2019 GMC Sierra First Drive Review: GM's New Truck in Expensive Guise, With Unique Exclusive Options

If a Chevy Silverado is too pedestrian, the GMC Sierra has the goodies—a trick tailgate, a carbon-fiber truck bed—as long as you've got the scratch.

2019 GMC Sierra Denali
2019 GMC Sierra Denali

In late August, we drove the all-new 2019 GMC Sierra in Newfoundland, Canada. The testing included extended drives through the country, trailering demonstrations, and short (and very light) off-roading. Also, we witnessed a Newfoundlander initiation ritual called "Screeching in," which involves kissing a dead cod, shots of rum, and the phrase "Deed I is, me ol' cock! And long may yer big jib draw!"

Upfront:

What is it? GMC's new entrant in the all-important, money-printing full-size pickup truck category. Also, aside from a few key differentiators, it's a 2019 Chevy Silverado.
Powertrain: 6.2-liter V-8; 10-speed automatic transmission; RWD or 4WD / 5.3-liter V-8; 8-speed automatic transmission (SLT trim)
Weight: 4,531 to 5,015 pounds, depending on configuration
Max towing: 12,100 pounds
Fuel Economy (EPA): 15 mpg city / 20 mpg highway; 17 mpg combined (6.2-liter V-8)
Price: Starting at $46,700—upper-limit testers ran to around $67,000, according to GMC reps

Quick take: Like all new full-size pickups, the Sierra has an impressive mix of capability and comfort, and plenty of high-dollar options for the truck buyer who wants to spend. But the brand messaging is muddled; is GMC "Professional Grade," or best known for making more upscale, luxurious pickup trucks than its downmarket sibling, Chevy? Of course, truck loyalists tend not to be bothered by such philosophical questions, and those who already have their hearts set on a new Sierra will find a lot to like.

Josh Condon / The Drive

The GMC Sierra Denali

One Big Question: How does the Sierra differentiate itself from its mechanical twin, the Chevy Silverado?
Aside from a more palatable grille than the new Silverado's overwrought maw, the GMC offers three optional features you can't get on a Chevy: the MultiPro tailgate, CarbonPro cargo box, and adaptive ride control. In typical GMC fashion, you'll be expected to pay quite a bit to get them—the MultiPro tailgate requires at least the SLT trim, while the last two are only available on the extra-fancy Denali vehicles.

Of the three, adaptive ride control might be the sleeper hit among those who actually use their trucks to haul stuff. While ostensibly used to improve handling in the truck's "Sport" setting, the feature also works in conjunction with a weight sensor for the truck bed: if there's more than 500 pounds back there—say, a pair of dirt bikes—the adjustable dampers stiffen up to add stability, making it easier and safer to haul unwieldy loads.

The MultiPro tailgate is easily the most trick of the bunch, a clever re-think of a mostly overlooked component. It's essentially a tailgate-within-the-tailgate, which allows for six different configurations, including a load-stop for longer items, a drop-down step, and a work station. The MultiPro construction felt robust and solid, with heavy-duty hinges and lever arms, which suggests GMC realized the first rule of improving things that are not necessarily broken: if you're going to add features and complication, it had better last.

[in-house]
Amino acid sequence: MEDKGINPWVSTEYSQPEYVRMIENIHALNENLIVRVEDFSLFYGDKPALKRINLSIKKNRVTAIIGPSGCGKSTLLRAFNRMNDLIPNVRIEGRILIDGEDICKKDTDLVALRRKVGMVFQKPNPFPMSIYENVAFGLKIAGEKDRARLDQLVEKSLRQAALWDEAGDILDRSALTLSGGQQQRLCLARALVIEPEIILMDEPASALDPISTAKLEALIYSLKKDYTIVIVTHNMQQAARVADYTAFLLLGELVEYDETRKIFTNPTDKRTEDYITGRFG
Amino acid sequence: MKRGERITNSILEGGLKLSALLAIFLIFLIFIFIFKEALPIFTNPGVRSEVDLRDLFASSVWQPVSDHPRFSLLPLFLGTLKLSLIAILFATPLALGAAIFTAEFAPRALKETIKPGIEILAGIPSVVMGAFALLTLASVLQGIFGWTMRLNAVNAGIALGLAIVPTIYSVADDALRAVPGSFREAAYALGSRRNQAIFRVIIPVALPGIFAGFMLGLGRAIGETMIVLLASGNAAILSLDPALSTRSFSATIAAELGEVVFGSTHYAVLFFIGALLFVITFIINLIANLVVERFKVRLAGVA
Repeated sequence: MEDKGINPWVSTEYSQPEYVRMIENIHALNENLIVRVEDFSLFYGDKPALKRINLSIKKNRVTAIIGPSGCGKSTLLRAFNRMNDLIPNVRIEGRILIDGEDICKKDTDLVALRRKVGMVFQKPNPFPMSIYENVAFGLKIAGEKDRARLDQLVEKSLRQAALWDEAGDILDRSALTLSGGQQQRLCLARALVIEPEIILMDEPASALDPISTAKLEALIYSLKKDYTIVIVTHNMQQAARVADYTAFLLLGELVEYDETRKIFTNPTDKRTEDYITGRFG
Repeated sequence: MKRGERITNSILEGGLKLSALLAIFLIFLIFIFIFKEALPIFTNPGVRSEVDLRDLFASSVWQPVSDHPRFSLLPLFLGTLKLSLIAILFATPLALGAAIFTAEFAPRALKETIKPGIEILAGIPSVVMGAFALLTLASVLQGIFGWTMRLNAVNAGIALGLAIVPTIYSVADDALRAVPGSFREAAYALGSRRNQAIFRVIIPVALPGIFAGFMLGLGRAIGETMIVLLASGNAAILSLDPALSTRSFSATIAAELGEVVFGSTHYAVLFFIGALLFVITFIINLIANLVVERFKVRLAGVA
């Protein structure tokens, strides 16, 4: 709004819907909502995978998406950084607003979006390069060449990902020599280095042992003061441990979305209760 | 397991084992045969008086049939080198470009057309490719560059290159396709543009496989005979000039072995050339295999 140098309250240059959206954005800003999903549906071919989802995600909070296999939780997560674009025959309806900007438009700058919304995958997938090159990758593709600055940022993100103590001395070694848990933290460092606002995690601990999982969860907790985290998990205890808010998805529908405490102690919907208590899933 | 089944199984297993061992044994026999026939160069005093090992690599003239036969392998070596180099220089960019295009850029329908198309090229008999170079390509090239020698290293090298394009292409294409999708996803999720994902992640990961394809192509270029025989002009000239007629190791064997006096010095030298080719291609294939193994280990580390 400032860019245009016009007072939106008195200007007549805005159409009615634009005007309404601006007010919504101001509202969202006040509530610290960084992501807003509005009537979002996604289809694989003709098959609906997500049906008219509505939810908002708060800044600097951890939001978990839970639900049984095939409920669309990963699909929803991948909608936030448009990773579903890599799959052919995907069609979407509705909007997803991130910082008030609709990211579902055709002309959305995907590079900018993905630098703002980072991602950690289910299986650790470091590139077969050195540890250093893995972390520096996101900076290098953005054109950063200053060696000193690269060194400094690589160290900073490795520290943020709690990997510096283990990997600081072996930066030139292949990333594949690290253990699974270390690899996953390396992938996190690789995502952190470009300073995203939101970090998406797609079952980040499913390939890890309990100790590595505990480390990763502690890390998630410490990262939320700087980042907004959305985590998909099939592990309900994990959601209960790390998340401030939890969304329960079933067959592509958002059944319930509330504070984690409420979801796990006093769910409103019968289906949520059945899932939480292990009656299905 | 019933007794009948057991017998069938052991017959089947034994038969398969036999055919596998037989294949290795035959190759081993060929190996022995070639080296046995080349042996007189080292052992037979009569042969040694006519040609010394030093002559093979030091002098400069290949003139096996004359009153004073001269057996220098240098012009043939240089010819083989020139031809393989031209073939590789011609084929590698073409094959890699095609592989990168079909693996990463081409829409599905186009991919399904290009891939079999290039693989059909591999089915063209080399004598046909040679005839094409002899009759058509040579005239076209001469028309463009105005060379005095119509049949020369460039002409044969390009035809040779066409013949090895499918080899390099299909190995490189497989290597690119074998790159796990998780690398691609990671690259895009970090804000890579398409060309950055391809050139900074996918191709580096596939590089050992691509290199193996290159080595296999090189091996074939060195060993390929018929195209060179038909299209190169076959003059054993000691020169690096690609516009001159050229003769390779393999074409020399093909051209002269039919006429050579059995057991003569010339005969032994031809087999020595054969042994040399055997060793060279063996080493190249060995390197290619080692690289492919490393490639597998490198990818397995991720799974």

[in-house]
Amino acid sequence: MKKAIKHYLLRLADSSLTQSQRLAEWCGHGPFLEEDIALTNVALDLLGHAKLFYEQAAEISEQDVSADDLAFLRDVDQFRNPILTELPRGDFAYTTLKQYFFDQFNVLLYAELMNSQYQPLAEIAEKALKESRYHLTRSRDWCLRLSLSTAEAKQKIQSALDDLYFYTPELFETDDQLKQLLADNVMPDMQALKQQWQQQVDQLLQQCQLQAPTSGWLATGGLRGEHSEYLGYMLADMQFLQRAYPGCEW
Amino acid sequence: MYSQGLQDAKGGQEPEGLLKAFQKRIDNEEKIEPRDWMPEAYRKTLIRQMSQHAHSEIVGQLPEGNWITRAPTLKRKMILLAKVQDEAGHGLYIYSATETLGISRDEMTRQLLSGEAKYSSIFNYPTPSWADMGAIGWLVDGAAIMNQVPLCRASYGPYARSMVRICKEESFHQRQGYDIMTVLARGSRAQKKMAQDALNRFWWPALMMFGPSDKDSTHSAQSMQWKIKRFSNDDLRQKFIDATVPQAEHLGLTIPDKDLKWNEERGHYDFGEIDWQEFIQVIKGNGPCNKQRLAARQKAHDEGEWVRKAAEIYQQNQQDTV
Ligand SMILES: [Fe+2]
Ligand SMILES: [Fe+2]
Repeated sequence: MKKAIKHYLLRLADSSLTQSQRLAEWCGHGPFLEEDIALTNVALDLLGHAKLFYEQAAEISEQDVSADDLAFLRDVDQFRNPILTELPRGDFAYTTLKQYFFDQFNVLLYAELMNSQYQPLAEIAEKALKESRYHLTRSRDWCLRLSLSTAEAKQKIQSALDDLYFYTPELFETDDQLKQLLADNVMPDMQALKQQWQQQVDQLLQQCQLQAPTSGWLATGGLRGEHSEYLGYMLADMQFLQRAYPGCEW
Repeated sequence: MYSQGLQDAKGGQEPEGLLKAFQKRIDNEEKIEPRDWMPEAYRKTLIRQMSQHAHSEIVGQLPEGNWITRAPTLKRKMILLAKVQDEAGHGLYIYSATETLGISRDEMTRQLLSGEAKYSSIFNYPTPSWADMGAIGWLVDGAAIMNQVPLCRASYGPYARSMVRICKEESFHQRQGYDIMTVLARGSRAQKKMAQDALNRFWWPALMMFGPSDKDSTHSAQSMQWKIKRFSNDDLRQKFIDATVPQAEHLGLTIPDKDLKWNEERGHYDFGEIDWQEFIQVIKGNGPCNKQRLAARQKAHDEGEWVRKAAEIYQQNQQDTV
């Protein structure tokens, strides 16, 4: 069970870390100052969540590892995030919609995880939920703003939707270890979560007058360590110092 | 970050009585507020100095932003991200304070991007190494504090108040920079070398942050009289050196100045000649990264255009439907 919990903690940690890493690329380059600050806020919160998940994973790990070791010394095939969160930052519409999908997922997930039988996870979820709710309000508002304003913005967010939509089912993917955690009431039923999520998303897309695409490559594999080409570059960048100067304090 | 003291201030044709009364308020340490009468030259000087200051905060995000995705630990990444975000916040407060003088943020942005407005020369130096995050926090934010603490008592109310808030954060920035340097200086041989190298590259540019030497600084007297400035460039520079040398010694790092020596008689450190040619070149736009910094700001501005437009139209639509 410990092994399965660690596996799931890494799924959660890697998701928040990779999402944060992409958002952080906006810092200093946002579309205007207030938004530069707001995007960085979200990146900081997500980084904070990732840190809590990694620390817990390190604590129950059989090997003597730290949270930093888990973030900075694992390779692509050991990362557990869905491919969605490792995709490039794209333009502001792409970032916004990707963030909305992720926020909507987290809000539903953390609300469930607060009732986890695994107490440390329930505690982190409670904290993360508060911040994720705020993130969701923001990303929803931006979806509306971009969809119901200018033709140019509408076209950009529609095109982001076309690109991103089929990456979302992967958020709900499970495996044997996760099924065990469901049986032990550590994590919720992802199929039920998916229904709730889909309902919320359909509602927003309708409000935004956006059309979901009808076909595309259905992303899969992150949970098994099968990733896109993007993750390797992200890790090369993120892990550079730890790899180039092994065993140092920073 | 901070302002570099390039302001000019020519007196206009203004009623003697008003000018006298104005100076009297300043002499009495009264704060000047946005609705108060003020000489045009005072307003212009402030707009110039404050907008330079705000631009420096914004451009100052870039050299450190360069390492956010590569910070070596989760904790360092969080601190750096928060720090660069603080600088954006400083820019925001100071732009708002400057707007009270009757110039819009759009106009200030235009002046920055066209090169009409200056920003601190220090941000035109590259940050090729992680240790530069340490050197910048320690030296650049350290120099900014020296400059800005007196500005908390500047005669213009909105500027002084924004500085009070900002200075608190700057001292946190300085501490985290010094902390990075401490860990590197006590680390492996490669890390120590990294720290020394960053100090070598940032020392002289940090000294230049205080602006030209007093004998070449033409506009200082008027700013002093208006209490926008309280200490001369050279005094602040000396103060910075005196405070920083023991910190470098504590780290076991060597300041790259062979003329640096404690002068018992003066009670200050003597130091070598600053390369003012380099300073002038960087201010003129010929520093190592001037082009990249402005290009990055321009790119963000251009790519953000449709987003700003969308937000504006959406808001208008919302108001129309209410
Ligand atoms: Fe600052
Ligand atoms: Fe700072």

Then there's the CarbonPro cargo box, very much a solution looking for a problem (unless I've simply been deaf to years of complaints that a steel truck bed is somehow not sturdy or durable enough). This features the same sort of shapable forged carbon fiber found on the Lamborghini Huracán Performante; it reduces weight by 62 pounds—about how much the MuliPro tailgate adds, incidentally—and is, according to GMC, very durable. "Best-in-class dent, scratch and corrosion resistance," they say. It will also be, according to GMC, very expensive: while final pricing wasn't announced for the late-availability option, it was suggested the CarbonPro bed would cost several thousands of dollars. There's no way that "extra" capability tracks with the price, but in terms of truck-guy bragging rights, GMC has clearly pegged a significant number of owners willing to pay exorbitantly to be able to say, "Check out my carbon-fiber truck bed!" But if you want one, you'll need to get your hand raised early: the carbon-fiber is labor-intensive and time-consuming to make, and there is a hard production limit per year from the lone supplier.

(One wonders if the carbon-fiber cargo bed is also a test bed for larger production goals—as another journalist pointed out to me, Ford quietly made the hood of the F-150 from aluminum for years before copping to it, at which point they had just rolled out an entire truck made out of the stuff; whether CarbonPro presages a full carbon-fiber-framed truck—somehow, some way—is an interesting question.)

Ride and Handling:

The most amazing thing about the modern truck is how un-truck-like its road manners have become even while overall capability has gone through the roof (as well as size, because this thing is massive) and the GMC is no exception. The ride is stable and quiet and prodigiously powered—a voracious consumer of highway commuting miles, even, I was assured, with a 6,000-pound trailer hitched to the back. (This is especially true of the models equipped with the adaptive suspension.)

The larger 6.2-liter V-8 comes with 10-speeds for a larger sweet spot of max torque, and both the extra punch and the extra twist made it slightly smoother to drive than the SLT trim's 5.2-liter V-8 with eight gears. 

On a short and admittedly wimpy off-road section—the original location was unexpectedly graded smooth ahead of the trip—the AT4 barely broke a sweat, especially with the Traction Select System doing its thing. A suite of cameras showed the truck's surroundings on the infotainment screen—very handy when you've nosed your way up a crest and can only see sky out the windshield, because the camera shows you what's on the other side—including a birds-eye view for narrow trails.

Exterior: